Acacia Woodley, a sixth-grader in Florida, had the idea for a "Friendship Bench" at her school, where kids can sit back and have a shoulder to lean on. (Tim Shortt/FLORIDA TODAY)

For most of Acacia Woodley’s 10 years, she has noticed people staring at her.

The sixth-grader at Palm Bay Elementary School in Florida was born without a right hand; her left hand is deformed.

“Some people say they feel sorry for me. I tell them not to be,” she said. “I don’t care that I’m different. I like that I’m different.”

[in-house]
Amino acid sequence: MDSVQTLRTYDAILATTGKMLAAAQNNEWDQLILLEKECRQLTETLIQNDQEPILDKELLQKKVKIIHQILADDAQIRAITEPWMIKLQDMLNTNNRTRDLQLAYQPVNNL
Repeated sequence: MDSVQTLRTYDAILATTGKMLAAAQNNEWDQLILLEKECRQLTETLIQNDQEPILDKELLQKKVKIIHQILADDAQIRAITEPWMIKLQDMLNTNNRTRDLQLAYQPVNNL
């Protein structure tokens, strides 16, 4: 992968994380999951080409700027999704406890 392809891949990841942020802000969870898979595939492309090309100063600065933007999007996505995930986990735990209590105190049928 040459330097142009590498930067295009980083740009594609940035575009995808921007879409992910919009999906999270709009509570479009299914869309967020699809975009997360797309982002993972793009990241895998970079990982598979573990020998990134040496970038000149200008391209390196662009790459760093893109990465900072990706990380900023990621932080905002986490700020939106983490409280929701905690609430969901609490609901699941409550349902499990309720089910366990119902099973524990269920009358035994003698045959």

So when Acacia moved to Florida recently, she had an idea for her new school. She suggested having a place where anyone could go when they need a friend, some support or even a hug. It’s called a “friendship bench.”

If a student sits on the bench, it’s a signal to classmates — and nearby adults — that it’s time to become a friend.

Principal Lori Migliore uses the bench almost every day as a positive end to what often is a hurtful event between children. After winding up in the principal’s office for horsing around or shoving, students sit on the friendship bench, which is decorated with positive words including “respect.”